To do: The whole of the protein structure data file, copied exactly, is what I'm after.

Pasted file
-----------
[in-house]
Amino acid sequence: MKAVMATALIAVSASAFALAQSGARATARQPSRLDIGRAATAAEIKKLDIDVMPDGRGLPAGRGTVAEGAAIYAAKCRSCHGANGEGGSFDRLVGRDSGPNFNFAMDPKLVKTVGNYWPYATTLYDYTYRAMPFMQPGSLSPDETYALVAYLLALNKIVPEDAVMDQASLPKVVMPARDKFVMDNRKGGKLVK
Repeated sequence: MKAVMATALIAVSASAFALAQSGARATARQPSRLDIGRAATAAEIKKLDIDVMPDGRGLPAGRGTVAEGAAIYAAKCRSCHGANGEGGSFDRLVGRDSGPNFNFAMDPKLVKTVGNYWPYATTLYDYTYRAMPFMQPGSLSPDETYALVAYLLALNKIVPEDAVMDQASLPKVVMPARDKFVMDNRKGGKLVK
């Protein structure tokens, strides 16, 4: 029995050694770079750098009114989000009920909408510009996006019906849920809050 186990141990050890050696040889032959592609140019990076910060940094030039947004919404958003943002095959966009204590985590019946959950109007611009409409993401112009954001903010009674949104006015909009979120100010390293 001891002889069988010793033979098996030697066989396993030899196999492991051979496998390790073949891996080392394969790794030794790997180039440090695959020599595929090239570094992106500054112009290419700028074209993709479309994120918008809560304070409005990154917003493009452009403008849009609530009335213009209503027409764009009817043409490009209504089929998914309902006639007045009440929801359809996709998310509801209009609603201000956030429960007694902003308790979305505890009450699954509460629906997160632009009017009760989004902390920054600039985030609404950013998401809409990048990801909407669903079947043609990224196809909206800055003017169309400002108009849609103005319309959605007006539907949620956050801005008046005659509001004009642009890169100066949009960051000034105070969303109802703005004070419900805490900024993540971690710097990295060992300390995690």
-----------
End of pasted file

[in-house]
Amino acid sequence: MKAVMATALIAVSASAFALAQSGARATARQPSRLDIGRAATAAEIKKLDIDVMPDGRGLPAGRGTVAEGAAIYAAKCRSCHGANGEGGSFDRLVGRDSGPNFNFAMDPKLVKTVGNYWPYATTLYDYTYRAMPFMQPGSLSPDETYALVAYLLALNKIVPEDAVMDQASLPKVVMPARDKFVMDNRKGGKLVK
Repeated sequence: MKAVMATALIAVSASAFALAQSGARATARQPSRLDIGRAATAAEIKKLDIDVMPDGRGLPAGRGTVAEGAAIYAAKCRSCHGANGEGGSFDRLVGRDSGPNFNFAMDPKLVKTVGNYWPYATTLYDYTYRAMPFMQPGSLSPDETYALVAYLLALNKIVPEDAVMDQASLPKVVMPARDKFVMDNRKGGKLVK
């Protein structure tokens, strides 16, 4: 029995050694770079750098009114989000009920909408510009996006019906849920809050 186990141990050890050696040889032959592609140019990076910060940094030039947004919404958003943002095959966009204590985590019946959950109007611009409409993401112009954001903010009674949104006015909009979120100010390293 001891002889069988010793033979098996030697066989396993030899196999492991051979496998390790073949891996080392394969790794030794790997180039440090695959020599595929090239570094992106500054112009290419700028074209993709479309994120918008809560304070409005990154917003493009452009403008849009609530009335213009209503027409764009009817043409490009209504089929998914309902006639007045009440929801359809996709998310509801209009609603201000956030429960007694902003308790979305505890009450699954509460629906997160632009009017009760989004902390920054600039985030609404950013998401809409990048990801909407669903079947043609990224196809909206800055003017169309400002108009849609103005319309959605007006539907949620956050801005008046005659509001004009642009890169100066949009960051000034105070969303109802703005004070419900805490900024993540971690710097990295060992300390995690």